The St. Petersburg Flood of 1824

by Kseniya Barabanova
Arcadia, 2014, no. 7
Arcadia Collection:
Water Histories

The flood of 7 November 1824 was the greatest flood in the history of St. Petersburg. Short-lived storm-surges are not unusual in St. Petersburg, which is located on the delta of the river Neva, but this one far exceeded the normal levels. On the evening of 6 November 1824, a storm broke out over the Baltic Sea, abating only towards morning. It caused surges to move eastwards up the Gulf of Finland, and at 10 am the flooding began. By 2 pm the Neva was already returning to its course. However, during the course of the flood the Neva’s water level reached a record height of 4.20 m above sea level, making it the most destructive flood the city had ever witnessed.

Map of St. Petersburg indicating the city’s flood areas

Vasilevsky Island suffered the most damage. Several hundred people died; it was impossible to establish the exact number of casualties. Many animals drowned, and it took several days for their corpses to be cremated. Roads were washed out and river and canal embankments sustained damage. The rising water demolished cesspools, the contents of the gutters flowed onto the streets, and the city’s already poor sanitary conditions became even worse.

Fedor Yakovlevich Alekseev’s 1824 painting of St. Petersburg’s Karuselnaya square (now Teatralnaya square) during the 1824 flood.

It took St. Petersburg over a decade to recover from the enormous damages wreaked by the 1824 flood. This delay exacerbated the unsanitary conditions of the city and facilitated the spread of cholera, such as during the first cholera epidemic in 1831.

In 1824, a competition was announced for flood protection projects in St. Petersburg. Thus, the flood became a catalyst for the elaboration of new technologies to fight the elements. In 1825, Pierre-Dominique Bazaine, director of the Institute of Transportation Engineers, proposed constructing a dam 22 km in length that was to cut across the Gulf of Finland from Lisy Nos through Kronstadt to Oranienbaum. A lock for shipping was to be built in the Morskoi canal district, as well as a weir at the southern end of the dam. The project was not realized due to navigational difficulties. But another of Bazaine’s projects came to fruition: the Obvodny canal (constructed 1805–1834), which was intended not only to serve as a shipping passageway, but also to drain the overflow from the Neva in case of flood. However, the project was founded on a mistaken idea of the nature of these floods. Until the turn of the twentieth century, it was believed that the primary cause of flooding was the strong westerly wind, which held up the rapid course of the Neva and made it overflow.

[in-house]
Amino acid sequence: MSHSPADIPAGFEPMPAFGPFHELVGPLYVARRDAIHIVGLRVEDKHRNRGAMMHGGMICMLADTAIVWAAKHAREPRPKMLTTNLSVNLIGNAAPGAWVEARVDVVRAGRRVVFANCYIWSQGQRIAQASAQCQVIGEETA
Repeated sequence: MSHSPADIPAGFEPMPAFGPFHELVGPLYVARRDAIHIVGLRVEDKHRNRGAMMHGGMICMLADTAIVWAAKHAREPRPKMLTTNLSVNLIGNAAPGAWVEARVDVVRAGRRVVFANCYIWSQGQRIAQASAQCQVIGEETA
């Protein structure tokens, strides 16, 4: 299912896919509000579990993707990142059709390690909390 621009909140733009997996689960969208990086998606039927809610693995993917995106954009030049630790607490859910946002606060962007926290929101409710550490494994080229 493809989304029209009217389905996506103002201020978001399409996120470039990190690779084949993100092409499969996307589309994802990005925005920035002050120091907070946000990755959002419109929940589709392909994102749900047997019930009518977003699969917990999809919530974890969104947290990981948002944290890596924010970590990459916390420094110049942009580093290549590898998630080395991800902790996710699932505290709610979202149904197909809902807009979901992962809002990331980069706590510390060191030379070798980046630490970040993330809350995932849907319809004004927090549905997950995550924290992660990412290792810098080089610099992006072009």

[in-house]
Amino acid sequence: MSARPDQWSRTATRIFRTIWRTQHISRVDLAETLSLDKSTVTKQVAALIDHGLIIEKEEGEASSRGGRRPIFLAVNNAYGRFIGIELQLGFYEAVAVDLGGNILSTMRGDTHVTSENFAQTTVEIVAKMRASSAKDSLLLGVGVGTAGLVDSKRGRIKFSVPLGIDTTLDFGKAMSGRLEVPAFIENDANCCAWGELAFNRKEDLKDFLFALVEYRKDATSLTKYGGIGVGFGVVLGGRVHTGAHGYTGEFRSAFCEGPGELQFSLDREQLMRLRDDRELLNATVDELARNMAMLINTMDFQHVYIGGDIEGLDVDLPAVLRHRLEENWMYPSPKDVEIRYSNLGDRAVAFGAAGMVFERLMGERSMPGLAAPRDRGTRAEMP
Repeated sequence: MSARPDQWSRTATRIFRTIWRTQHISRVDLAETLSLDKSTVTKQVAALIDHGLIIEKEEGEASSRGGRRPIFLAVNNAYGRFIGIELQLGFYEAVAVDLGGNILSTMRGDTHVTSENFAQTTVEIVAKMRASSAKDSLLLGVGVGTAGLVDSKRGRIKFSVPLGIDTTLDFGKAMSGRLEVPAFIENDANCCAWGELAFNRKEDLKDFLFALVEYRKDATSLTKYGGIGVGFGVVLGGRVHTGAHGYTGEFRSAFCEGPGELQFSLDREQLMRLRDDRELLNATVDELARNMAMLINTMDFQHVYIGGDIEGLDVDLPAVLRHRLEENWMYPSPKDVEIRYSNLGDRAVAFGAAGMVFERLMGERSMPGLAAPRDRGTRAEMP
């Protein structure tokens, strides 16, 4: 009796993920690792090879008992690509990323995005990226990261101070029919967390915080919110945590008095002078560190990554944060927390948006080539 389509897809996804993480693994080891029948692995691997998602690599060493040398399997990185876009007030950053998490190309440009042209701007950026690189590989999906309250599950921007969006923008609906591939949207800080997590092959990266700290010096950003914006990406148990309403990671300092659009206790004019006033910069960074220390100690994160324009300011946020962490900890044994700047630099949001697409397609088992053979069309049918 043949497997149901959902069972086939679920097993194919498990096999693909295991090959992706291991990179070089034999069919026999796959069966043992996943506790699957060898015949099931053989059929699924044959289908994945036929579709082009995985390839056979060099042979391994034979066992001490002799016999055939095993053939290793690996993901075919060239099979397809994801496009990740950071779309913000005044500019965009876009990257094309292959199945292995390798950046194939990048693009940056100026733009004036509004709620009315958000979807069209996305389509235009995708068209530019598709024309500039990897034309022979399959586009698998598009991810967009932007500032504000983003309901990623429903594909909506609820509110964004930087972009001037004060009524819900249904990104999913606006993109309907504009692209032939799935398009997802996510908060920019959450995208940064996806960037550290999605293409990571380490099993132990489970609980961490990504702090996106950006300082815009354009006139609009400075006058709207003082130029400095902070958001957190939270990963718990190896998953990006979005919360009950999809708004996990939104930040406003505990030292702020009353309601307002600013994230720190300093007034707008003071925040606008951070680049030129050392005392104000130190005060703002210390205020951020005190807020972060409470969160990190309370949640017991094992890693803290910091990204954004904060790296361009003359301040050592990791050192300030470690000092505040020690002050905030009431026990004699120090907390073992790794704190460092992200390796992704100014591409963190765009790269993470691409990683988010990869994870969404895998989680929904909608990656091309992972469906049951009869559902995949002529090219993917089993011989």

Commemorative plaques in the archway of the floodgates of the Peter and Paul fortress


Detail of commemorative plaque




How to cite

Barabanova, Kseniya. “The St. Petersburg Flood of 1824.” Environment & Society Portal, Arcadia (2014), no. 7. Rachel Carson Center for Environment and Society.

ISSN 2199-3408
Environment & Society Portal, Arcadia

Further readings: 
  • Berkh, Vasilii N. "Podrobnoe istoricheskoe izvestie o vsekh navodneniiakh, byvshikh v Sankt-Peterburge." Zapiski Gos. Admiralteiskogo departamenta (1826).
  • Karatygin, Petr A. Letopis peterburgskikh navodnenii. 1703–1878. St. Petersburg: Tip. A.S. Suvorina, 1889.
  • Pomeranets, Kim S. Neschastia peterburgskikh navodnenii. St. Petersburg: Iskusstvo 2009.
  • Pomeranets, Kim S. Tri veka peterburgskikh navodnenii. St.Petersburg: Iskusstvo, 2005.
  • Pyliaev, Mikhail I. Staryi Peterburg. Reprinted Leningrad: Titul, 1990.